Boeing Bold Stroke Avionics Example

This section illustrates the use of the Alderis language in a case study from the domain of avionics distributed real-time embedded (DRE) systems. Figure 1 shows the component-based architecture of the system, which is built upon the Boeing Bold Stroke real-time middleware. This application is deployed on a non-preemptive multiprocessor platform. As shown in Figure 1, this application is driven by five Timer components deployed on five CPUs.

Figure 1 - Aspects of the Bold Stroke Application

Computations on different processors are driven by their respective timers. Components, however, do not necessarily execute with the timer's rate, as seen in the NAV_DISPLAY component's case. It is executed more often to serve remote requests than to serve local requests on CPU_3.

Compositional Analysis

Figure 3 shows how we modeled the system in the Uppaal model checker tool. The application consits of 11 Task components and 11 event channels, which 5 are local and used only for buffering. The application is deployed on 5 processors. We have to model event channels explicitly (1) when we have to buffer events or (2) on remote event channels which have measureable delays. All the event channels satisfy one of the above conditions, except the timer's event channels that have been abstracted out in the model.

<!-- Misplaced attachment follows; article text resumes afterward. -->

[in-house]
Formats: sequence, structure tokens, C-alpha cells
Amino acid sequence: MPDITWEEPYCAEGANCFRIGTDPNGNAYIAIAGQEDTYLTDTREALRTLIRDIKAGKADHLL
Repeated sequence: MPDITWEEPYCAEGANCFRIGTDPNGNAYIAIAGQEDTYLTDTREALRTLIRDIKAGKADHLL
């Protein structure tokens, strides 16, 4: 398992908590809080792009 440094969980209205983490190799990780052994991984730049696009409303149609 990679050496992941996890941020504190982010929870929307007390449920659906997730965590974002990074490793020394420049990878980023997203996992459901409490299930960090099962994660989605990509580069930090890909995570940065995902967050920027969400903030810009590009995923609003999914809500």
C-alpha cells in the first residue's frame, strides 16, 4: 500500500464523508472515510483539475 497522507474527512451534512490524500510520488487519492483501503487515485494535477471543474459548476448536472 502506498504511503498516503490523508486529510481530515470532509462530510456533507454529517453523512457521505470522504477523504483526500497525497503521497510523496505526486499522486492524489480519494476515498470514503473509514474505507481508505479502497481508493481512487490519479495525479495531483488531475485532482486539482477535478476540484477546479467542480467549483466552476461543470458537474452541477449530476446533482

The scheduling policies are represented by Schedulers in the DRE Semantic Domain. Since the Bold Stroke application is deployed on a 5-processor architecture we define 5 schedulers as shown on Figure 3. The schedulers get more complex according to the scheduling policies. The automatic generation of the models provides a safe way to ensure the correct guard conditions and assignments. The timed automata model shown in Figure 3 corresponding to the Bold Stroke system shown in Figure 1 has been shown to be schedulable.

Figure 3 - Generated timed automata models